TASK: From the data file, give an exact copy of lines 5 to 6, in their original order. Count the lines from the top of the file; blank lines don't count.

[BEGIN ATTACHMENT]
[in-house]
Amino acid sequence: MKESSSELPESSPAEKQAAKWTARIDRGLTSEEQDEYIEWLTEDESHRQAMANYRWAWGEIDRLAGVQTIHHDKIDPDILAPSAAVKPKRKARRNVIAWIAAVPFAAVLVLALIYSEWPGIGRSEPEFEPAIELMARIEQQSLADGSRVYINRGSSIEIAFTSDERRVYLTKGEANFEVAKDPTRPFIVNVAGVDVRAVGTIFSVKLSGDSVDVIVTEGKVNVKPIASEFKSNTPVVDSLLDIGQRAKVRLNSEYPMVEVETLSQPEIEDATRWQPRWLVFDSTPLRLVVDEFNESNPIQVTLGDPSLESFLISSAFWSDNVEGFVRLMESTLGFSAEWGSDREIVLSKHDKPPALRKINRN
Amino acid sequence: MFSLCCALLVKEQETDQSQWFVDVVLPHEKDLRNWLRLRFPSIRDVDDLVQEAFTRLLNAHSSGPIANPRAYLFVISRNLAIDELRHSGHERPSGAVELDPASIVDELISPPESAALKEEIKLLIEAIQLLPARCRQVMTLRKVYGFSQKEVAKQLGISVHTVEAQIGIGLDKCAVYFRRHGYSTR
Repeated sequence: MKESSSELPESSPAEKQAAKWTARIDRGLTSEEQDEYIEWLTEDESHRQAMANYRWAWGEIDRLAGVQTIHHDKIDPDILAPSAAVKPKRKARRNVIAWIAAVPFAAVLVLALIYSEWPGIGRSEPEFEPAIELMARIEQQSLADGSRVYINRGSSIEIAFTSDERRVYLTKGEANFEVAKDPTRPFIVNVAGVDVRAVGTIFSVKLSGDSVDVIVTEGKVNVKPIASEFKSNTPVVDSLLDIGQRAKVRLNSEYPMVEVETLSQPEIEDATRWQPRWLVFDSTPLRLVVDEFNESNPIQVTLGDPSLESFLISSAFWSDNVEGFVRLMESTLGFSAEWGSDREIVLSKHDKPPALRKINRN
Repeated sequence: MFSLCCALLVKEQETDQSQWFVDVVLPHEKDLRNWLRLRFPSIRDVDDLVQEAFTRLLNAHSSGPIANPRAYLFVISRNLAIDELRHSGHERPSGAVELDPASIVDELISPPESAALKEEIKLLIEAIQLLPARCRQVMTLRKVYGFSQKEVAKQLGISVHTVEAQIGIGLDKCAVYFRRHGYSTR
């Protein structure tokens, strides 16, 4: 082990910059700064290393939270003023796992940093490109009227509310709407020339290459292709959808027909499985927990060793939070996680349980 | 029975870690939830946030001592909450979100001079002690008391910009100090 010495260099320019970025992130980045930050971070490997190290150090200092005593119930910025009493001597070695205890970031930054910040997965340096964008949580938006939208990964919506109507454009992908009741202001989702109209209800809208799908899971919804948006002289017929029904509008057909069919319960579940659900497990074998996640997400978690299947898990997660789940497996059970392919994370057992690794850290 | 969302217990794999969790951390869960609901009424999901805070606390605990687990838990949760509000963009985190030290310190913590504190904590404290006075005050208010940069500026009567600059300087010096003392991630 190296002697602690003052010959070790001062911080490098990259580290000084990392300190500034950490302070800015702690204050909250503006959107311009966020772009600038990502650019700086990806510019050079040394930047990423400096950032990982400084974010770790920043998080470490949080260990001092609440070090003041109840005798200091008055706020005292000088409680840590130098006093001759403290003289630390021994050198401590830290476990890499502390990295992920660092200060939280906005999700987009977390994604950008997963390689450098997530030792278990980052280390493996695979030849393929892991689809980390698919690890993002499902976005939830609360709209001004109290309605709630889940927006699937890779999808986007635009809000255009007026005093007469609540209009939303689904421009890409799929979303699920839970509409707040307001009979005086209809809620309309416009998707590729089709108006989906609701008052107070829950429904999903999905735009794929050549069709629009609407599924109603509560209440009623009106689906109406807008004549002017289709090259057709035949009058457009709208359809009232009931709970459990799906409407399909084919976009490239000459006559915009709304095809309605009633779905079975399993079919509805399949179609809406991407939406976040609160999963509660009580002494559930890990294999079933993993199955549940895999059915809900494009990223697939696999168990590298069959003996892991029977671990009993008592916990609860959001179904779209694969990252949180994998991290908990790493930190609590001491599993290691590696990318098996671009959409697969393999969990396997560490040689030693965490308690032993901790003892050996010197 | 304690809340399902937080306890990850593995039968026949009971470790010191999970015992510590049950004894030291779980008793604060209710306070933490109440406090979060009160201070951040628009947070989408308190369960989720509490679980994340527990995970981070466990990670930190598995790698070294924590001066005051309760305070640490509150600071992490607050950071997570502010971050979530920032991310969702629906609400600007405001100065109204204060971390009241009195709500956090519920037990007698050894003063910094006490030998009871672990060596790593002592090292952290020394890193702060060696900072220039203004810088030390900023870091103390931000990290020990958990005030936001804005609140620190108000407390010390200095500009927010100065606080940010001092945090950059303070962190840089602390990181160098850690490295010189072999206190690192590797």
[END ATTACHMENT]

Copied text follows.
Repeated sequence: MFSLCCALLVKEQETDQSQWFVDVVLPHEKDLRNWLRLRFPSIRDVDDLVQEAFTRLLNAHSSGPIANPRAYLFVISRNLAIDELRHSGHERPSGAVELDPASIVDELISPPESAALKEEIKLLIEAIQLLPARCRQVMTLRKVYGFSQKEVAKQLGISVHTVEAQIGIGLDKCAVYFRRHGYSTR
């Protein structure tokens, strides 16, 4: 082990910059700064290393939270003023796992940093490109009227509310709407020339290459292709959808027909499985927990060793939070996680349980 | 029975870690939830946030001592909450979100001079002690008391910009100090 010495260099320019970025992130980045930050971070490997190290150090200092005593119930910025009493001597070695205890970031930054910040997965340096964008949580938006939208990964919506109507454009992908009741202001989702109209209800809208799908899971919804948006002289017929029904509008057909069919319960579940659900497990074998996640997400978690299947898990997660789940497996059970392919994370057992690794850290 | 969302217990794999969790951390869960609901009424999901805070606390605990687990838990949760509000963009985190030290310190913590504190904590404290006075005050208010940069500026009567600059300087010096003392991630 190296002697602690003052010959070790001062911080490098990259580290000084990392300190500034950490302070800015702690204050909250503006959107311009966020772009600038990502650019700086990806510019050079040394930047990423400096950032990982400084974010770790920043998080470490949080260990001092609440070090003041109840005798200091008055706020005292000088409680840590130098006093001759403290003289630390021994050198401590830290476990890499502390990295992920660092200060939280906005999700987009977390994604950008997963390689450098997530030792278990980052280390493996695979030849393929892991689809980390698919690890993002499902976005939830609360709209001004109290309605709630889940927006699937890779999808986007635009809000255009007026005093007469609540209009939303689904421009890409799929979303699920839970509409707040307001009979005086209809809620309309416009998707590729089709108006989906609701008052107070829950429904999903999905735009794929050549069709629009609407599924109603509560209440009623009106689906109406807008004549002017289709090259057709035949009058457009709208359809009232009931709970459990799906409407399909084919976009490239000459006559915009709304095809309605009633779905079975399993079919509805399949179609809406991407939406976040609160999963509660009580002494559930890990294999079933993993199955549940895999059915809900494009990223697939696999168990590298069959003996892991029977671990009993008592916990609860959001179904779209694969990252949180994998991290908990790493930190609590001491599993290691590696990318098996671009959409697969393999969990396997560490040689030693965490308690032993901790003892050996010197 | 304690809340399902937080306890990850593995039968026949009971470790010191999970015992510590049950004894030291779980008793604060209710306070933490109440406090979060009160201070951040628009947070989408308190369960989720509490679980994340527990995970981070466990990670930190598995790698070294924590001066005051309760305070640490509150600071992490607050950071997570502010971050979530920032991310969702629906609400600007405001100065109204204060971390009241009195709500956090519920037990007698050894003063910094006490030998009871672990060596790593002592090292952290020394890193702060060696900072220039203004810088030390900023870091103390931000990290020990958990005030936001804005609140620190108000407390010390200095500009927010100065606080940010001092945090950059303070962190840089602390990181160098850690490295010189072999206190690192590797």